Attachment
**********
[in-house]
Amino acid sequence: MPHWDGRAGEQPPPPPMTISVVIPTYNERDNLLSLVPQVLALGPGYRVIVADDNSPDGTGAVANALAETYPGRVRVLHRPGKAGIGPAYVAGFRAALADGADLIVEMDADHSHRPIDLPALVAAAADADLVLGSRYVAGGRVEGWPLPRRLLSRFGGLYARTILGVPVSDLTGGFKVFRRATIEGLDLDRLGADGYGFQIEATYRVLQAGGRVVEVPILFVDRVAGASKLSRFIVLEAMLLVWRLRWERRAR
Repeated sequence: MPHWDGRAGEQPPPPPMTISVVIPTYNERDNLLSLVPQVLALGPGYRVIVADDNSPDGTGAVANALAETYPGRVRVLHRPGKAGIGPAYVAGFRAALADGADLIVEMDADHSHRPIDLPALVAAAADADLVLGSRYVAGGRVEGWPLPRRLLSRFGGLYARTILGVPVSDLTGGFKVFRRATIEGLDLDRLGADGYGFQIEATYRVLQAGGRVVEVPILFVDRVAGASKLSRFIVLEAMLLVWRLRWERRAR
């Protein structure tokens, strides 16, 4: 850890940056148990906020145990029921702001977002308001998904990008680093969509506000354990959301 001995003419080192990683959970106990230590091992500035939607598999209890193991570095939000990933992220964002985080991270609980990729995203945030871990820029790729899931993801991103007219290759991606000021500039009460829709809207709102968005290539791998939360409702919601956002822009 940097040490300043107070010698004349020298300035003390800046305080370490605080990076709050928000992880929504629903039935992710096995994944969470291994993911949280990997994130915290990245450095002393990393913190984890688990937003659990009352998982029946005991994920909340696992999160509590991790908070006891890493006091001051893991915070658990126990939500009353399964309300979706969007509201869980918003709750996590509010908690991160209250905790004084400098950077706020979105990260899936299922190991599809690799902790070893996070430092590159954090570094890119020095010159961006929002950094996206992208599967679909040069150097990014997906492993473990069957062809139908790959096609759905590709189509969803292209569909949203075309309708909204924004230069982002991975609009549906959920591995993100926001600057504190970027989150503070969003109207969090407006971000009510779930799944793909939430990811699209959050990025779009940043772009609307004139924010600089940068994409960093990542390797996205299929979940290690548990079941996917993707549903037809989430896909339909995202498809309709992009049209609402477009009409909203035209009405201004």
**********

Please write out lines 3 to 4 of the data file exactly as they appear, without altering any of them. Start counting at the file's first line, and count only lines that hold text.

Repeated sequence: MPHWDGRAGEQPPPPPMTISVVIPTYNERDNLLSLVPQVLALGPGYRVIVADDNSPDGTGAVANALAETYPGRVRVLHRPGKAGIGPAYVAGFRAALADGADLIVEMDADHSHRPIDLPALVAAAADADLVLGSRYVAGGRVEGWPLPRRLLSRFGGLYARTILGVPVSDLTGGFKVFRRATIEGLDLDRLGADGYGFQIEATYRVLQAGGRVVEVPILFVDRVAGASKLSRFIVLEAMLLVWRLRWERRAR
């Protein structure tokens, strides 16, 4: 850890940056148990906020145990029921702001977002308001998904990008680093969509506000354990959301 001995003419080192990683959970106990230590091992500035939607598999209890193991570095939000990933992220964002985080991270609980990729995203945030871990820029790729899931993801991103007219290759991606000021500039009460829709809207709102968005290539791998939360409702919601956002822009 940097040490300043107070010698004349020298300035003390800046305080370490605080990076709050928000992880929504629903039935992710096995994944969470291994993911949280990997994130915290990245450095002393990393913190984890688990937003659990009352998982029946005991994920909340696992999160509590991790908070006891890493006091001051893991915070658990126990939500009353399964309300979706969007509201869980918003709750996590509010908690991160209250905790004084400098950077706020979105990260899936299922190991599809690799902790070893996070430092590159954090570094890119020095010159961006929002950094996206992208599967679909040069150097990014997906492993473990069957062809139908790959096609759905590709189509969803292209569909949203075309309708909204924004230069982002991975609009549906959920591995993100926001600057504190970027989150503070969003109207969090407006971000009510779930799944793909939430990811699209959050990025779009940043772009609307004139924010600089940068994409960093990542390797996205299929979940290690548990079941996917993707549903037809989430896909339909995202498809309709992009049209609402477009009409909203035209009405201004």